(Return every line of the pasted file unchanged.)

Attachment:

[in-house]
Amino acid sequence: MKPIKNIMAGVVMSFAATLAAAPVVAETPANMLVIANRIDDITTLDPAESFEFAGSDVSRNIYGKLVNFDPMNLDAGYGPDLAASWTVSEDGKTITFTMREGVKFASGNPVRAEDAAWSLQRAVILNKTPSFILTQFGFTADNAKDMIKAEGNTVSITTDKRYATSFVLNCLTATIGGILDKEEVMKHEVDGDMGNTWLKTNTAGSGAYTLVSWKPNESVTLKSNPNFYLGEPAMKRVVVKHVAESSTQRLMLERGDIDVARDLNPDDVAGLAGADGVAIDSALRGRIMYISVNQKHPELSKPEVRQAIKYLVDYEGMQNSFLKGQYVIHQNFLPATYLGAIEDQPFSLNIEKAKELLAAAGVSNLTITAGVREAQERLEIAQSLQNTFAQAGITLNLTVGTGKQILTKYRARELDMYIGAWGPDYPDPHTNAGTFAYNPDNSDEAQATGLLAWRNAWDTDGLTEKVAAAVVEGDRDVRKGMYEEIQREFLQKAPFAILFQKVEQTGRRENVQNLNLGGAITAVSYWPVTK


[in-house]
Amino acid sequence: MKPIKNIMAGVVMSFAATLAAAPVVAETPANMLVIANRIDDITTLDPAESFEFAGSDVSRNIYGKLVNFDPMNLDAGYGPDLAASWTVSEDGKTITFTMREGVKFASGNPVRAEDAAWSLQRAVILNKTPSFILTQFGFTADNAKDMIKAEGNTVSITTDKRYATSFVLNCLTATIGGILDKEEVMKHEVDGDMGNTWLKTNTAGSGAYTLVSWKPNESVTLKSNPNFYLGEPAMKRVVVKHVAESSTQRLMLERGDIDVARDLNPDDVAGLAGADGVAIDSALRGRIMYISVNQKHPELSKPEVRQAIKYLVDYEGMQNSFLKGQYVIHQNFLPATYLGAIEDQPFSLNIEKAKELLAAAGVSNLTITAGVREAQERLEIAQSLQNTFAQAGITLNLTVGTGKQILTKYRARELDMYIGAWGPDYPDPHTNAGTFAYNPDNSDEAQATGLLAWRNAWDTDGLTEKVAAAVVEGDRDVRKGMYEEIQREFLQKAPFAILFQKVEQTGRRENVQNLNLGGAITAVSYWPVTK